As the African Creative Economy Conference wrapped up on Saturday November 15th, the attendees celebrated artistic rights, freedom of creative expression and a collaborative approach in finding practical African solutions for the cultural sector.
Delegates and speakers reasserted Arterial Network’s fundamental adages: there will be no culture without freedom, and no development without culture!
On Thursday the 13th, the ACEC was dedicated to an analysis of the state of the creative industries in Africa, looking into the Millennium Development Goals and how cultural operators can join forces with various stakeholders to ensure culture’s recognition in the post-2015 global agenda.
The Moroccan Minister of Culture, Amine Sbihi, one of the official partners of the conference, reminded the audience of the crucial contribution culture plays in human development, in creating jobs and sustaining wealth. “Africa, in spite of its cultural richness and diversity, has failed in integrating culture in its overall political programmes. An event like the ACEC sets a dynamic and unprecedented example for the entire sector of Africa.”
Friday the 14th, cultural leaders, artistic trend-setters and leading entrepreneurs took the stage. Their success stories are testimonies to the various African contexts in which they operate, and speak to the difficulties and opportunities available for artists throughout the continent.
The many participants from around the globe were inspired with stories of creative accomplishments from across the continent and the Global South. Some of these frontrunners included: Alphadi (Niger) one of Africa's most successful fashion designer, nicknamed “ the Desert Magician”, Aida Muluneh (Ehthiopia), founder of the Addis Foto Fest and a multiple award winner for her photography, Didier Awadi (Senegal), uncontestably the most visible rap figure of Francophone Africa and Alayne Reesberg (South Africa), responsible for the implementation of World Design Capital Cape Town 2014.
On Saturday 15th of November, Christine Merkel, Head of the Division of Culture, Memory of the World of the German Commission for UNESCO, chaired a riveting session on the pragmatic learnings and solutions that arts practitioners can take from Global South experiences, Latin America and South East Asia. Merkel stressed how intertwined the creative economy is to the broader economy, and emphasized the need to see more private-public partnerships, as civil society already shows excellent results where it collaborates with the private sector.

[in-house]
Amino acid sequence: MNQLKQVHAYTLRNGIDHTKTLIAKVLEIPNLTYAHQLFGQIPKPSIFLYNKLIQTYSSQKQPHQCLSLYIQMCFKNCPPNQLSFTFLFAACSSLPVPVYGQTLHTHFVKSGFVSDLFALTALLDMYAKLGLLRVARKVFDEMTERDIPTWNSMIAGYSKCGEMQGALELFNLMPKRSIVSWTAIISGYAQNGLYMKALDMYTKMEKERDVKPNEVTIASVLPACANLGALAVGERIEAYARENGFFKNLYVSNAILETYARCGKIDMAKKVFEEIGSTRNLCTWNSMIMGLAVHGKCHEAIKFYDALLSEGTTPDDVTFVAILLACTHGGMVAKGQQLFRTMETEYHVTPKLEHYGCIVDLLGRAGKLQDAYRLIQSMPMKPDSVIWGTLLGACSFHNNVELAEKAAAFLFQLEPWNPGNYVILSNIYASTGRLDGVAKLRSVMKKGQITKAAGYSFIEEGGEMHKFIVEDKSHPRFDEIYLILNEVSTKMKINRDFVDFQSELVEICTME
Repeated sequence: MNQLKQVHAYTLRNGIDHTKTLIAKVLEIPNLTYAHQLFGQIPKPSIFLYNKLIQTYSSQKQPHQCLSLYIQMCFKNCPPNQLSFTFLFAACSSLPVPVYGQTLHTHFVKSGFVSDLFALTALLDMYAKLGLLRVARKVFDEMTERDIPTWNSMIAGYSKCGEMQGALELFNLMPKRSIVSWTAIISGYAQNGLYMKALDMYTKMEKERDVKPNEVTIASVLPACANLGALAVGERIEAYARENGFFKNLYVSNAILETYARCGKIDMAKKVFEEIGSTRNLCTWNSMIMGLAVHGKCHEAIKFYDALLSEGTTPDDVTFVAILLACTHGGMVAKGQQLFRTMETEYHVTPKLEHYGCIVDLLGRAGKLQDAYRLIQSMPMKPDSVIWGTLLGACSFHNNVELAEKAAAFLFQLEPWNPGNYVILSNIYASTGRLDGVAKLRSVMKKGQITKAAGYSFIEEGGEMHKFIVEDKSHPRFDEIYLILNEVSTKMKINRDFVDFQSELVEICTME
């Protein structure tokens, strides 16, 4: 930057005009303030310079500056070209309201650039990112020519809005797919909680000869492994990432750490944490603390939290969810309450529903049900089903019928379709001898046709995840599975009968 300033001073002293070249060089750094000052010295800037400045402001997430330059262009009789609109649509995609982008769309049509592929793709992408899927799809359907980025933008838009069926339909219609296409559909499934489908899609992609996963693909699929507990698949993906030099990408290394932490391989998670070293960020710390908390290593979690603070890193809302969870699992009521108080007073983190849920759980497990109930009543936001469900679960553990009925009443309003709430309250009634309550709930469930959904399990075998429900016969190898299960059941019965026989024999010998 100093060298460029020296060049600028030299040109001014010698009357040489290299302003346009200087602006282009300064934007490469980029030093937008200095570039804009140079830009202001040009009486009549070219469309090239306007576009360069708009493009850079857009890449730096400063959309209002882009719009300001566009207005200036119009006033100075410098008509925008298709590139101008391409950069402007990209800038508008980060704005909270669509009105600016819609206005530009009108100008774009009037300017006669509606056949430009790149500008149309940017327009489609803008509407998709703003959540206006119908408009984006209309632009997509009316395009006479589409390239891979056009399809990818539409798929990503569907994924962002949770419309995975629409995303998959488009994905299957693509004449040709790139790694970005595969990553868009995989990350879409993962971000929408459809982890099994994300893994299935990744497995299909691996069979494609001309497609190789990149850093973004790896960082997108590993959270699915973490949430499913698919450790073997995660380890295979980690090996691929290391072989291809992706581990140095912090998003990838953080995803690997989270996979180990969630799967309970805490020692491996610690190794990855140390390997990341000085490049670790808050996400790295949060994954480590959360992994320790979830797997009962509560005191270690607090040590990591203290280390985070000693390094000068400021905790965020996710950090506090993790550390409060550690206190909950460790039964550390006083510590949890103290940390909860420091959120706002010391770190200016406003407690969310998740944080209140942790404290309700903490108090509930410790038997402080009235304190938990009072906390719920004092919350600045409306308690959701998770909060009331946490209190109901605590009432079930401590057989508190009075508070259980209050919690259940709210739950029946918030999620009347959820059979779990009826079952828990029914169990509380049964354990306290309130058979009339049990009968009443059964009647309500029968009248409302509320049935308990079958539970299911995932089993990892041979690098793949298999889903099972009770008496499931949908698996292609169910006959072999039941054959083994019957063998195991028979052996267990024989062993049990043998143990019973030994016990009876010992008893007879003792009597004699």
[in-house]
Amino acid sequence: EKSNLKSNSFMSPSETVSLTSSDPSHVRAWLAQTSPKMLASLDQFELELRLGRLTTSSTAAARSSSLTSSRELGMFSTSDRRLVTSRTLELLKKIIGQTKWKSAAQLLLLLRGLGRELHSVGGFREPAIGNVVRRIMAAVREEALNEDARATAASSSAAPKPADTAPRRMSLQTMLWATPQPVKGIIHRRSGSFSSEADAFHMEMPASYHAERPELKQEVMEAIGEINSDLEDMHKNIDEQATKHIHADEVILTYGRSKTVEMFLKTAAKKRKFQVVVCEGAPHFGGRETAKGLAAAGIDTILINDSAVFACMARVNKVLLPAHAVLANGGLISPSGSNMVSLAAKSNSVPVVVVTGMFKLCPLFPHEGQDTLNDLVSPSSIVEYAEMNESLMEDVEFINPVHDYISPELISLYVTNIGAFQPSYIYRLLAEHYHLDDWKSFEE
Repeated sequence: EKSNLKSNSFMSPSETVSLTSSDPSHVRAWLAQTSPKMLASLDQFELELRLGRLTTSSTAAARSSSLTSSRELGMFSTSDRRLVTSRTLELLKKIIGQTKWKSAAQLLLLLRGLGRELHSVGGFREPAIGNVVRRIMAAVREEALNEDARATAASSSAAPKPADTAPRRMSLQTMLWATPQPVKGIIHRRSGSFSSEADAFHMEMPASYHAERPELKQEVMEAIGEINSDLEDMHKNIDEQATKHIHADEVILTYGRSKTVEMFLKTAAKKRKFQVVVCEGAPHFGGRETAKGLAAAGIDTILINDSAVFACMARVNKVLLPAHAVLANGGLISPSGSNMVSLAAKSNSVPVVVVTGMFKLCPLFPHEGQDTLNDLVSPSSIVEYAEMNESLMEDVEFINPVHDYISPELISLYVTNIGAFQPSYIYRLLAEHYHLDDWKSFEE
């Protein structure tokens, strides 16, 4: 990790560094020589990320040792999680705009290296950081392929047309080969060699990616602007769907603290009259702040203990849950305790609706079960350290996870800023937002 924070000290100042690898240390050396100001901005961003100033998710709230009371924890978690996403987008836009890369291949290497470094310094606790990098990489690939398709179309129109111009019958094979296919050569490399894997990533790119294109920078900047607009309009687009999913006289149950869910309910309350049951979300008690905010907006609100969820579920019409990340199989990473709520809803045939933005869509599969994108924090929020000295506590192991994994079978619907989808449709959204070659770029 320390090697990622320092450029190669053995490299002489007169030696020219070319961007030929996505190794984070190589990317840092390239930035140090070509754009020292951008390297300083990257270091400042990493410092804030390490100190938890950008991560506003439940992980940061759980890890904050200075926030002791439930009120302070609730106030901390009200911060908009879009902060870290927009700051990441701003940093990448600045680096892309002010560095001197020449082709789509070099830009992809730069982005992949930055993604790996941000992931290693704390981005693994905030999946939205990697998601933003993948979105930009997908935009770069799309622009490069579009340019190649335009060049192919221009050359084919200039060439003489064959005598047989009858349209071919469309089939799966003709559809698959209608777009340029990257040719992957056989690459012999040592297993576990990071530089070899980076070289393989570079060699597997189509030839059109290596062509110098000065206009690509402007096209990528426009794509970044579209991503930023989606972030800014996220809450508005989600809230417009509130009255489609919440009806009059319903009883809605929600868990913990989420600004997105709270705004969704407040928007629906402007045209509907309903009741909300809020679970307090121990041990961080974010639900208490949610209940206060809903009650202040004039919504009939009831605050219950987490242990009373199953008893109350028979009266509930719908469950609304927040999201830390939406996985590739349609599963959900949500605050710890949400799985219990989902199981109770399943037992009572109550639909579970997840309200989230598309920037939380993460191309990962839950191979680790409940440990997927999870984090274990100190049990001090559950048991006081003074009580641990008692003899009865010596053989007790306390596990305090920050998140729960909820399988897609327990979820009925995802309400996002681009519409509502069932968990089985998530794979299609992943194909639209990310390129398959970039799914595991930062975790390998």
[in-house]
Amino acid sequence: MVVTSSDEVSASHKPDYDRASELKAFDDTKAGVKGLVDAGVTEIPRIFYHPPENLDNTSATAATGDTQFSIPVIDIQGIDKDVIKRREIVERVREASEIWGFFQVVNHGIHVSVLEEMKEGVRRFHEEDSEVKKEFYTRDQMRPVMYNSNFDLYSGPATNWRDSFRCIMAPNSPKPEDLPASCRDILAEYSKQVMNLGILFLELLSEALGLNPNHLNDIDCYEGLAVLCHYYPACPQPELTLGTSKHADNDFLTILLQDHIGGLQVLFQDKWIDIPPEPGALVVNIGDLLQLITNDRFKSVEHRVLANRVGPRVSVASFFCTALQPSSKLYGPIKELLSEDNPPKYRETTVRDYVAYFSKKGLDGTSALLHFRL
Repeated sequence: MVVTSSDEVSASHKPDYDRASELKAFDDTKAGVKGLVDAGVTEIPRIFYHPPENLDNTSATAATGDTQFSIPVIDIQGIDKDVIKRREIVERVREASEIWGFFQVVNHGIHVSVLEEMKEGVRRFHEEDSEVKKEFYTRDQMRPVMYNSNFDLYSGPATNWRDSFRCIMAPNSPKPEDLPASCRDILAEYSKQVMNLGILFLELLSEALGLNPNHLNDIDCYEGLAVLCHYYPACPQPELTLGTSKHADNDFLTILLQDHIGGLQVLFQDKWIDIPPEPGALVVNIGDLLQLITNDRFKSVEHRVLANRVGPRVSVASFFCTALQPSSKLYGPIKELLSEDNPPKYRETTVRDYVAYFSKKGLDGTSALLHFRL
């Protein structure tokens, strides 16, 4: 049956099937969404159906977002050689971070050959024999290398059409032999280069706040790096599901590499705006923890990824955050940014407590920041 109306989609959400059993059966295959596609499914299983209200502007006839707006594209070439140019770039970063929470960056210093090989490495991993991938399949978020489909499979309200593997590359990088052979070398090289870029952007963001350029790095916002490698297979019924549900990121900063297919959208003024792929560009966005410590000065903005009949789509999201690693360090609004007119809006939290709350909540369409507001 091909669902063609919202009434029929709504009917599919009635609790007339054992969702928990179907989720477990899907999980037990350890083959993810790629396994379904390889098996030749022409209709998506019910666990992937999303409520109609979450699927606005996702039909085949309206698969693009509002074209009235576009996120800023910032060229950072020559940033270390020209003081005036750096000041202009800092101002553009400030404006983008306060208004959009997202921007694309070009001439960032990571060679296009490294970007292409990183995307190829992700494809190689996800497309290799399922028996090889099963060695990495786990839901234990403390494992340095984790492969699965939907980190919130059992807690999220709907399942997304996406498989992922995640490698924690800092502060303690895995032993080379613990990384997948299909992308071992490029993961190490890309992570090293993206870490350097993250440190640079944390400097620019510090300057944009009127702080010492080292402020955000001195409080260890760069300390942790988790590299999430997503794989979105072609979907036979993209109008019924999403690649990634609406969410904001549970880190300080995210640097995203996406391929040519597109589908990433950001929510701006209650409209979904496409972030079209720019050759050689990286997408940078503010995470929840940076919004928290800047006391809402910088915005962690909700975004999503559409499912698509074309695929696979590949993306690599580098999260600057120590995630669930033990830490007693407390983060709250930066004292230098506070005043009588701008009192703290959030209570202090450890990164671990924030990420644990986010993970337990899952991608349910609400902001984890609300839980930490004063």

Overall, this 4th edition of the ACEC hosted practitioners, academics, policymakers and stakeholders from more than 30 African countries and the five continents, with
delegates taking part in three days of intense debate, inspiring workshops and critical networking opportunities.
As an on-going resource to promote these achievements, the newly launched Arterial Network website, www.arterialnetwork.org is of vital importance for the African creative sector. The extensive resources and toolkits available, for free, on the website is substantial.
Additionally, Artwatch Africa, one of Arterial Network’s flagship projects, launched an online Essay Competition at the ACEC2014 on Artistic Rights and Freedom of Speech. Artwatch Africa aims to assert, promote and defend artist rights and freedom of creative expression through training, providing of resources and communication.
All presentations from ACEC2014 will be made available shortly at africacreativeconference.com
Arterial Network 4th African Creative Economy conference was supported by the Moroccan Minister of Culture, the National Library of the Kingdom of Morocco, the Doen Foundation and other valued partners.
ABOUT ARTERIAL NETWORK
Arterial Network is a dynamic network of artists, cultural activists, creative enterprises, cultural NGOs and institutions engaged in the creative sector in more than 40 countries across the African continent. The vision of Arterial Network is of a vibrant, dynamic and sustainable African creative civil society sector engaged in qualitative practice in the arts in their own right, as well as in a manner that contributes to development, to human rights and democracy, and to the eradication of poverty on the African continent.
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